The truth is that housing costs have been forcing people out, and it is apparent that the labor forces in those cities that have been abandoned by the US-born working class have been steadily replaced by migrant workers who see being crowded and overworked in an American city as an improvement. On a long-term basis, this is not a sustainable arrangement. But the ultimate challenge is in overcoming the myopic politics of municipal government, writ large, that resists even the most modest changes to existing land use patterns. I really appreciate that Forbes is keeping up on this story. I feel like this is a drum that needs to be beaten until the harm of overzoning becomes clichéed.
Back in the 1970s, in a harbinger of what has come, the New Jersey Court addressed the issue of what was then called exclusionary zoning in its first Mount Laurel decision. In 1983, Justice Pashman described the specific land use devices that were resulting in the wholesale exclusion of market uses in his concurrence to the second Mount Laurel decision. In those days, only the housing markets for poor and working-class people had been strangled. By the 90s and 2000s, the suburban middle class was starting to get screwed. Today, Silicon Valley and Forbes are complaining. Maybe now it becomes an issue.
The Guardian has an interactive chart depicting the complicated palette of civil rights legislation that affects same-sex couples in different American states. I thought it was interesting (in the calamari ice cream sense of the word) to see, diagrammatically, just how many shades of gradation comprise the broader issue of equal rights for same-sex couples, besides the capstone rights-bundle of full marriage equality. Along with drug laws, capital punishment, and eminent domain, this set of topics really illustrates both the promise and the pitfalls of accepting a more federalist approach to nationally controversial (but regionally more settled) topics.
On one hand, the states with more liberal legislatures have gone a long way toward legal equality for same-sex couples– and nobody would dream of seeing such meaningful legislation come out of the U.S. Congress. By authorizing gay marriage legislatively, as New York and several other states have done, these legislatures have invested their policies with a depth of democratic legitimacy that would not automatically flow from court decisions, at any level, that mandated similar results. So, in a sense, this divergence from the national norm represents a healthy opportunity to maximize the advancement of civil-rights objectives in friendly political climates, democratically, on an ad hoc basis.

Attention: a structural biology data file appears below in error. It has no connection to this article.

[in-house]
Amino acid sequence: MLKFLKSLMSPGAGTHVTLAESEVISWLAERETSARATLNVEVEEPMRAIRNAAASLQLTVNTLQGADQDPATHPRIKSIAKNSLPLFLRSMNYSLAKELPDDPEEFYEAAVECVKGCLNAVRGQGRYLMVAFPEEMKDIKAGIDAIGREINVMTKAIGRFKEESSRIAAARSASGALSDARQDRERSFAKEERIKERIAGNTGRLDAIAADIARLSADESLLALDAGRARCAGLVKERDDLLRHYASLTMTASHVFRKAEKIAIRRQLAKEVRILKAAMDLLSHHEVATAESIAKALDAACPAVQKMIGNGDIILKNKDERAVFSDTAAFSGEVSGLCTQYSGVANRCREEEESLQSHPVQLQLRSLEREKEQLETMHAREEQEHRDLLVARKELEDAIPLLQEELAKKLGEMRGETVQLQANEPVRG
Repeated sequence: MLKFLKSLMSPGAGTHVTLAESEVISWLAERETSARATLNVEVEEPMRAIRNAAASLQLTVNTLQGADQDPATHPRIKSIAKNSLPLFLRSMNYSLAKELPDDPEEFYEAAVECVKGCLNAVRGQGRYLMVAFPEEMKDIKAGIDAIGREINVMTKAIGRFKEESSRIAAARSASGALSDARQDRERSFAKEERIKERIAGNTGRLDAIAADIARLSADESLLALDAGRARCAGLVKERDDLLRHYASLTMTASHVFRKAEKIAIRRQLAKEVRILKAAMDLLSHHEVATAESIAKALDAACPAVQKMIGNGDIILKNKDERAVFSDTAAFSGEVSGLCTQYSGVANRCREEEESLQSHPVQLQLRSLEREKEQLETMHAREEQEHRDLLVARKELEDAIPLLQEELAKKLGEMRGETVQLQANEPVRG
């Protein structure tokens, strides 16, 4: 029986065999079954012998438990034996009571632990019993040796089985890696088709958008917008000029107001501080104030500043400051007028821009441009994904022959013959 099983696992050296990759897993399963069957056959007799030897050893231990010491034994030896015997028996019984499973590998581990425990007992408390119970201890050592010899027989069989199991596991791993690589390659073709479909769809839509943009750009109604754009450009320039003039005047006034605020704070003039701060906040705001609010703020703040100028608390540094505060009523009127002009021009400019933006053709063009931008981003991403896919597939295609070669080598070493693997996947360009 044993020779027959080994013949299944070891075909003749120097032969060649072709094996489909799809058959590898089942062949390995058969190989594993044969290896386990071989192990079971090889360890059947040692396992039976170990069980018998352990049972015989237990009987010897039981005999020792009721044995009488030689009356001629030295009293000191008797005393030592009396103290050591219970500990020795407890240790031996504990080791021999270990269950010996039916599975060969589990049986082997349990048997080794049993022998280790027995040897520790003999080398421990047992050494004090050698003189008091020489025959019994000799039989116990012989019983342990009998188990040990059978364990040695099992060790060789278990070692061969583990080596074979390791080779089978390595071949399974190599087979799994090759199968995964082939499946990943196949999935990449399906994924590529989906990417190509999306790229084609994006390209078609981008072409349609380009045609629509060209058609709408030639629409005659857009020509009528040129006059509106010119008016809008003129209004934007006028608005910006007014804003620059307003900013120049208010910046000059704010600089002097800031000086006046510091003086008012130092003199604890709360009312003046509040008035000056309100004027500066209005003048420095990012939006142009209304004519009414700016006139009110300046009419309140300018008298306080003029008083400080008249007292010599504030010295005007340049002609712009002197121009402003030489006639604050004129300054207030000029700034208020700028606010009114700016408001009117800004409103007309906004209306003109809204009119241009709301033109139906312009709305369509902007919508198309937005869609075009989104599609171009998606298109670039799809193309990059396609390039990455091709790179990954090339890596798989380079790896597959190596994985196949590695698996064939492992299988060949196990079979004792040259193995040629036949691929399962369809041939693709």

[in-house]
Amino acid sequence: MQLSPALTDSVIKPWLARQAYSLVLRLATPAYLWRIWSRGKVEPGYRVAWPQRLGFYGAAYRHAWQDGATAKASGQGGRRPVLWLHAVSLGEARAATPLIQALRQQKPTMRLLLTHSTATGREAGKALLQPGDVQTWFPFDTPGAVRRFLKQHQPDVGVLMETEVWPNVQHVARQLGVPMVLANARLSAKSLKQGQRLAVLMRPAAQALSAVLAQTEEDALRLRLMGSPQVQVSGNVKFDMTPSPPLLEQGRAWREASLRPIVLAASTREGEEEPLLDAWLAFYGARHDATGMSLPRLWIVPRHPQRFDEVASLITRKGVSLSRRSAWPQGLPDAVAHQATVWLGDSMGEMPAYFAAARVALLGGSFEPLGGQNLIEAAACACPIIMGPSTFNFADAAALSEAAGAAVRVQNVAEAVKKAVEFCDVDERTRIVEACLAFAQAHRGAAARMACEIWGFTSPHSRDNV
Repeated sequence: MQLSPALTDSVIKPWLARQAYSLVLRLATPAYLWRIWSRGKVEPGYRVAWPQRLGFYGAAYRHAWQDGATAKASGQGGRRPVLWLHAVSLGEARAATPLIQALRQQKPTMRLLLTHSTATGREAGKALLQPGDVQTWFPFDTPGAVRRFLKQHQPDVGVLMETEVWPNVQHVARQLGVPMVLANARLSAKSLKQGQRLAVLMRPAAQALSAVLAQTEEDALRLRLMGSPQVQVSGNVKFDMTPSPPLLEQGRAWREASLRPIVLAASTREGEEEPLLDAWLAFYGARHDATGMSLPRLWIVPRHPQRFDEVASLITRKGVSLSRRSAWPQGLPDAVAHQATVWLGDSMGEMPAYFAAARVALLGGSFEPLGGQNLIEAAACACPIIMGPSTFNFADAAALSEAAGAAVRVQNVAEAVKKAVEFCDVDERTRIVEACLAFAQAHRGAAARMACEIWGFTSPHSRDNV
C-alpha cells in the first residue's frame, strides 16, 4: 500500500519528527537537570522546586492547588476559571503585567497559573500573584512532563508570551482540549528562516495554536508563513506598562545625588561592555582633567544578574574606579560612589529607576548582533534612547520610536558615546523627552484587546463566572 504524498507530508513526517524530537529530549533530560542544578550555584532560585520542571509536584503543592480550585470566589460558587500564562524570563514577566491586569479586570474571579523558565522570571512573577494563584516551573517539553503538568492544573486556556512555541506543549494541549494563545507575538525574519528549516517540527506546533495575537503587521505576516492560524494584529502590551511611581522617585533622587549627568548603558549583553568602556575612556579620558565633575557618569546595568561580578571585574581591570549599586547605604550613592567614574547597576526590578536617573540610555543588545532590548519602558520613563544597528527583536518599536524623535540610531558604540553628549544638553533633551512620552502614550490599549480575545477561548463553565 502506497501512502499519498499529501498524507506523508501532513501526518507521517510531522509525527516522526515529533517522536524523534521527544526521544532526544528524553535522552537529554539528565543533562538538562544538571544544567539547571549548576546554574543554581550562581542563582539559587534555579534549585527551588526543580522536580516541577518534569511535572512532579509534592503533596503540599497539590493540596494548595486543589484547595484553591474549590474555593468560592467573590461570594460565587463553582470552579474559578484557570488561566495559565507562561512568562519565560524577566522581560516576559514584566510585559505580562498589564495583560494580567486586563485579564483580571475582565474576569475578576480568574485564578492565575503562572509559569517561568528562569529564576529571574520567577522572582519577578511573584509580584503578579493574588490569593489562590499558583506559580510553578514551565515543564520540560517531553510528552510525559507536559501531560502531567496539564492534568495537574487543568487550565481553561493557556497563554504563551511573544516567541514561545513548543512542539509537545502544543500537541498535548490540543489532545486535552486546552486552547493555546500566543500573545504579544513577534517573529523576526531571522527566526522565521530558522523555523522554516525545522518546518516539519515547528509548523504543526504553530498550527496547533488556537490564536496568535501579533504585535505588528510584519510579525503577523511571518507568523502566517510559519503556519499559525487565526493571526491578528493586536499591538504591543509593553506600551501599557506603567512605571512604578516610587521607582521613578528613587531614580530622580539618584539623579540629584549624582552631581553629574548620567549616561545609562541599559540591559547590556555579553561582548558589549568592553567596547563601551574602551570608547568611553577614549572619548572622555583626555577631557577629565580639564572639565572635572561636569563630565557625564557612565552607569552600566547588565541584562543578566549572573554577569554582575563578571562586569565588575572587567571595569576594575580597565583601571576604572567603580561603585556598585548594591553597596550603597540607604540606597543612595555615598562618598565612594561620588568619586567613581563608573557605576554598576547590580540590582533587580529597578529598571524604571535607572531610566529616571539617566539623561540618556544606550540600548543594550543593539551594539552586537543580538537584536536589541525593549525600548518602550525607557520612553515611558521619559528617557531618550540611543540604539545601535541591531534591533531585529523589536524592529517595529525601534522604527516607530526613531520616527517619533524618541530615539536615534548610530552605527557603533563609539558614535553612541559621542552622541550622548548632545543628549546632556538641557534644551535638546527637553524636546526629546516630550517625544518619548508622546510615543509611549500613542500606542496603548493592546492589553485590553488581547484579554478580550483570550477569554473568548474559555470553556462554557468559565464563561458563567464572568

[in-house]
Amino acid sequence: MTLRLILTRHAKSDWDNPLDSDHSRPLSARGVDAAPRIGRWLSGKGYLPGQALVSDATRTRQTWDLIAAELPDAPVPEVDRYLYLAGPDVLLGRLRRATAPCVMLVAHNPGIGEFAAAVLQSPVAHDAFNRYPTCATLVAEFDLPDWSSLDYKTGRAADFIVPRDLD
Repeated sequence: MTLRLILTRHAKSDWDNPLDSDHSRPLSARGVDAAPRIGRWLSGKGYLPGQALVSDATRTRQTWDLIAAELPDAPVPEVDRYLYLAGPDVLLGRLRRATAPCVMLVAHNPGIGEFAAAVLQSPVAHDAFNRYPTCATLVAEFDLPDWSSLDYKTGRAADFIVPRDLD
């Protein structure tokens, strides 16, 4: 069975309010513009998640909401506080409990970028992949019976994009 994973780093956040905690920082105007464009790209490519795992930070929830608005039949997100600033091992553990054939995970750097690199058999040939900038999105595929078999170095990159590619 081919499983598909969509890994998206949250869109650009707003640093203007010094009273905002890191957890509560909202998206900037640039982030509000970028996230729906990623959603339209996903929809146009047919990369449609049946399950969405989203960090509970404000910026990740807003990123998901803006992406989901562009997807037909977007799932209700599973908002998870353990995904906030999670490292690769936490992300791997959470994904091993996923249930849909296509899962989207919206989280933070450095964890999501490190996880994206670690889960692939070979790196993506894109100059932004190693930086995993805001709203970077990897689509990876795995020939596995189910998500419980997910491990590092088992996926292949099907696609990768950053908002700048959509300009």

On the other hand, you have blue-ish states like Pennsylvania, where even legislation to protect the rights of same-sex partners to visit one another in a hospital has not been forthcoming, presumably because of the conservative dynamic of statewide politics. If you view the United States as a federation of state polities, rather than as a single national polity, then it might be fairly easy to say: Well, let Mississippi have its own laws; we’ll do things our way in the Northeast. But a case like Pennsylvania’s brings the complicated question of such federalism (I think) into starker relief.
That is, as citizens of a federal system, how do we deal with the historical legal land boundaries that have ensnared comparable local polities within political jurisdictions– the states– that now have very different power constellations? Should we simply tolerate that, for the time being, the civil rights of an individual in Philadelphia will be far fewer than those of the same individual in New York City or Boston? Should we push for reform in Harrisburg and every other state capital, while implicitly tolerating that the same individual in Oxford, Mississippi will likely have to endure a much longer and more doubtful slog toward his own eventual legal equality? Or, since these are fundamental civil rights matters, should we push for a national policy which inherently invites the possibility of an ugly national backlash or an eventual national policy that constrains the scope of more favorable local approaches?
I thought this article by Robert Muller, in Urban Land, was fascinating.